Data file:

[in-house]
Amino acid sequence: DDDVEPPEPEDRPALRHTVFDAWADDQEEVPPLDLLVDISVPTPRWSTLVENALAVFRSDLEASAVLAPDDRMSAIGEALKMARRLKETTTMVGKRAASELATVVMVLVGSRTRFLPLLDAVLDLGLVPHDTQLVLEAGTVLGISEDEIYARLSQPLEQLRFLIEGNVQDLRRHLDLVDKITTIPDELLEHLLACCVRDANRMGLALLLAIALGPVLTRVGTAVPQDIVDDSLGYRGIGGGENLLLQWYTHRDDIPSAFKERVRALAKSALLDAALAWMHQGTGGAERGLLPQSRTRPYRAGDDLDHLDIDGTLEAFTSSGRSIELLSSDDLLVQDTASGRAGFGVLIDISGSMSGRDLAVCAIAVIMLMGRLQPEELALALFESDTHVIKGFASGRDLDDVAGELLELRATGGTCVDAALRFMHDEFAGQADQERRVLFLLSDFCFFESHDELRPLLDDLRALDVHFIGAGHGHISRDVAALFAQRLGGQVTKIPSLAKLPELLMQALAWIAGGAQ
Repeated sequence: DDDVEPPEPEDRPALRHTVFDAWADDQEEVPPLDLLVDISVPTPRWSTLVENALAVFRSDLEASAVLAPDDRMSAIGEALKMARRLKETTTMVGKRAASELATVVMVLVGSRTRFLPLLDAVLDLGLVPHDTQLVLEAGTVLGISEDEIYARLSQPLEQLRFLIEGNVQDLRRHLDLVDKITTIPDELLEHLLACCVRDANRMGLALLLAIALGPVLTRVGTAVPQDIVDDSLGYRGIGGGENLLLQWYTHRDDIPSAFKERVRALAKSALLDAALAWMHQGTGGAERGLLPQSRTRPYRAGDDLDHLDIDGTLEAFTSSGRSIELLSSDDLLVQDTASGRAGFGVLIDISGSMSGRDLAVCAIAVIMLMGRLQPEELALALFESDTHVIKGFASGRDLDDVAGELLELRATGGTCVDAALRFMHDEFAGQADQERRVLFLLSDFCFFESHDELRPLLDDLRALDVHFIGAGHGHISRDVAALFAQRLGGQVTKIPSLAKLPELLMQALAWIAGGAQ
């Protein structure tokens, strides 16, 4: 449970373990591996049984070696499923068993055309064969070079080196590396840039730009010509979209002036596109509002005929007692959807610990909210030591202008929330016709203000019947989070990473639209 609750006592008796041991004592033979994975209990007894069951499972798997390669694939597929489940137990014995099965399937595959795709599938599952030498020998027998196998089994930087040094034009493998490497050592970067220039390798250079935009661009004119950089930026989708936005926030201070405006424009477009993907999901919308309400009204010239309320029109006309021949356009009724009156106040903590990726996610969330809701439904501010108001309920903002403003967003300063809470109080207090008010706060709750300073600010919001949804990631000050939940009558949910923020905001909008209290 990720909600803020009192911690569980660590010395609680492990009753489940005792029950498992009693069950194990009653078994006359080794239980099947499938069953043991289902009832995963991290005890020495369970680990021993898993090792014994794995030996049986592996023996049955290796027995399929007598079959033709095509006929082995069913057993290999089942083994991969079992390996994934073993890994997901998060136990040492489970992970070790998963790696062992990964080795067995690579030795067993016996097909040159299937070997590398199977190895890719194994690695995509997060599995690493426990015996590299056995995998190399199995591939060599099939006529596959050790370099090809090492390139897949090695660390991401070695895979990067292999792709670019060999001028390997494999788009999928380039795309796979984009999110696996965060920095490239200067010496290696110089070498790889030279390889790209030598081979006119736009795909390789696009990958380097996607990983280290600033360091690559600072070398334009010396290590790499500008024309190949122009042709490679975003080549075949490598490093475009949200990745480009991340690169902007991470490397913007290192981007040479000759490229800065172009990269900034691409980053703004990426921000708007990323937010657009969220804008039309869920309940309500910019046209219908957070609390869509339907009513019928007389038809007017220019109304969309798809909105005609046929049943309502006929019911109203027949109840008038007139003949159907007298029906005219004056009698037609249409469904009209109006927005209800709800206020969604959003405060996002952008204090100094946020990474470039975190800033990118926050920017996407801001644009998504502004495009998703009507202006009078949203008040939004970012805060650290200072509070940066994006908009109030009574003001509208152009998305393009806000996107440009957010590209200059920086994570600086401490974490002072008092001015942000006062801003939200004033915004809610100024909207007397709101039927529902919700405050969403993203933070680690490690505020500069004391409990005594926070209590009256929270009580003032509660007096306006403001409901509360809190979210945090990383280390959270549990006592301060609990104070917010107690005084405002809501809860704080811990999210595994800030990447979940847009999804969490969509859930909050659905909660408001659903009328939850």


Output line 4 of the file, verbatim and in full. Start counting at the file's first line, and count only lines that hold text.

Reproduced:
């Protein structure tokens, strides 16, 4: 449970373990591996049984070696499923068993055309064969070079080196590396840039730009010509979209002036596109509002005929007692959807610990909210030591202008929330016709203000019947989070990473639209 609750006592008796041991004592033979994975209990007894069951499972798997390669694939597929489940137990014995099965399937595959795709599938599952030498020998027998196998089994930087040094034009493998490497050592970067220039390798250079935009661009004119950089930026989708936005926030201070405006424009477009993907999901919308309400009204010239309320029109006309021949356009009724009156106040903590990726996610969330809701439904501010108001309920903002403003967003300063809470109080207090008010706060709750300073600010919001949804990631000050939940009558949910923020905001909008209290 990720909600803020009192911690569980660590010395609680492990009753489940005792029950498992009693069950194990009653078994006359080794239980099947499938069953043991289902009832995963991290005890020495369970680990021993898993090792014994794995030996049986592996023996049955290796027995399929007598079959033709095509006929082995069913057993290999089942083994991969079992390996994934073993890994997901998060136990040492489970992970070790998963790696062992990964080795067995690579030795067993016996097909040159299937070997590398199977190895890719194994690695995509997060599995690493426990015996590299056995995998190399199995591939060599099939006529596959050790370099090809090492390139897949090695660390991401070695895979990067292999792709670019060999001028390997494999788009999928380039795309796979984009999110696996965060920095490239200067010496290696110089070498790889030279390889790209030598081979006119736009795909390789696009990958380097996607990983280290600033360091690559600072070398334009010396290590790499500008024309190949122009042709490679975003080549075949490598490093475009949200990745480009991340690169902007991470490397913007290192981007040479000759490229800065172009990269900034691409980053703004990426921000708007990323937010657009969220804008039309869920309940309500910019046209219908957070609390869509339907009513019928007389038809007017220019109304969309798809909105005609046929049943309502006929019911109203027949109840008038007139003949159907007298029906005219004056009698037609249409469904009209109006927005209800709800206020969604959003405060996002952008204090100094946020990474470039975190800033990118926050920017996407801001644009998504502004495009998703009507202006009078949203008040939004970012805060650290200072509070940066994006908009109030009574003001509208152009998305393009806000996107440009957010590209200059920086994570600086401490974490002072008092001015942000006062801003939200004033915004809610100024909207007397709101039927529902919700405050969403993203933070680690490690505020500069004391409990005594926070209590009256929270009580003032509660007096306006403001409901509360809190979210945090990383280390959270549990006592301060609990104070917010107690005084405002809501809860704080811990999210595994800030990447979940847009999804969490969509859930909050659905909660408001659903009328939850």